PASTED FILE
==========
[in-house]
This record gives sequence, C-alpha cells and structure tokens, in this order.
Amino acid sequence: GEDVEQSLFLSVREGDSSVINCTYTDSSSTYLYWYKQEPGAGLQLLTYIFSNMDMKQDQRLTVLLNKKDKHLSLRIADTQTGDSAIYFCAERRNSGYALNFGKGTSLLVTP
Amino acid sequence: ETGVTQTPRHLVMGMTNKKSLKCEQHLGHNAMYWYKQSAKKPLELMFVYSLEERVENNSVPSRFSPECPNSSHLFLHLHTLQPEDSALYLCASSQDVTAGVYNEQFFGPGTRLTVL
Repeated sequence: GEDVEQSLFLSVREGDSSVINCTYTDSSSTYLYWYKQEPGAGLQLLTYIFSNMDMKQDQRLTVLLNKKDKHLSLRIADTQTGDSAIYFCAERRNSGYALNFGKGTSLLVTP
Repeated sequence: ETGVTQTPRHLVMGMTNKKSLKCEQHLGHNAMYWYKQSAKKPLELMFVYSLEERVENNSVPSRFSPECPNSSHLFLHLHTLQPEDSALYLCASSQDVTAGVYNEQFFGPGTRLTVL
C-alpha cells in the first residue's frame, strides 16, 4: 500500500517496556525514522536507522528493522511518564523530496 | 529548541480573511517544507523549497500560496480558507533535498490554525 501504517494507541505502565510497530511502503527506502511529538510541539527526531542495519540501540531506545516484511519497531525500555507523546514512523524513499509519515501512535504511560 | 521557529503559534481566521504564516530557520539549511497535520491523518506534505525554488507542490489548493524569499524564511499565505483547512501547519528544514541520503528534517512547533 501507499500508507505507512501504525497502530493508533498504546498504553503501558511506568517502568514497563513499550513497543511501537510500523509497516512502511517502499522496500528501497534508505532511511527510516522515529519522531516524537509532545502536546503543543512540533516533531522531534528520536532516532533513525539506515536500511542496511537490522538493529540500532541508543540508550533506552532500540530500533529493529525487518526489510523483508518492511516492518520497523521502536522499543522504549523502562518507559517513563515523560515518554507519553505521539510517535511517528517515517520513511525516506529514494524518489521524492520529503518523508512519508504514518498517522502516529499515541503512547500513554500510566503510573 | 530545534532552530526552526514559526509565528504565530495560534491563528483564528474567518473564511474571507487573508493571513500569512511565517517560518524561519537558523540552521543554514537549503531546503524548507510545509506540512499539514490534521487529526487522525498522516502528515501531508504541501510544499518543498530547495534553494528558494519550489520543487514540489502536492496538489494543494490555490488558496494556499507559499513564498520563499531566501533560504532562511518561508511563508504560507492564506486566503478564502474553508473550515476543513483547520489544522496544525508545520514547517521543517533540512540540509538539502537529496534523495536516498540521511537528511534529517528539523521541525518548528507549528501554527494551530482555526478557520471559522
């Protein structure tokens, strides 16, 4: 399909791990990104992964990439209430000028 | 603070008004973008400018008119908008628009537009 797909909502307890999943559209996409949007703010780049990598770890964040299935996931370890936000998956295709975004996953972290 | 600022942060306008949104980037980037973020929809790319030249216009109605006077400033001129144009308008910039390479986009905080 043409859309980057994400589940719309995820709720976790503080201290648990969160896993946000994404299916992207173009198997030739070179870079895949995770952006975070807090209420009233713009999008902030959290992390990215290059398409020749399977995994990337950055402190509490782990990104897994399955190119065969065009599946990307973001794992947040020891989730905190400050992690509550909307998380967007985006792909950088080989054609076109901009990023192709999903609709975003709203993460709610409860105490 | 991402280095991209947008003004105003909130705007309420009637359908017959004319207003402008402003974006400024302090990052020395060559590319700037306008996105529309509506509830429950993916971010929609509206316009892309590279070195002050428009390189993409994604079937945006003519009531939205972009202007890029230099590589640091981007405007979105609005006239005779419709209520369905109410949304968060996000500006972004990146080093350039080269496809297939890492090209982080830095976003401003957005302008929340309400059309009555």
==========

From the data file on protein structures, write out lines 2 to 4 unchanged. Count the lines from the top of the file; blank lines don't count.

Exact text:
This record gives sequence, C-alpha cells and structure tokens, in this order.
Amino acid sequence: GEDVEQSLFLSVREGDSSVINCTYTDSSSTYLYWYKQEPGAGLQLLTYIFSNMDMKQDQRLTVLLNKKDKHLSLRIADTQTGDSAIYFCAERRNSGYALNFGKGTSLLVTP
Amino acid sequence: ETGVTQTPRHLVMGMTNKKSLKCEQHLGHNAMYWYKQSAKKPLELMFVYSLEERVENNSVPSRFSPECPNSSHLFLHLHTLQPEDSALYLCASSQDVTAGVYNEQFFGPGTRLTVL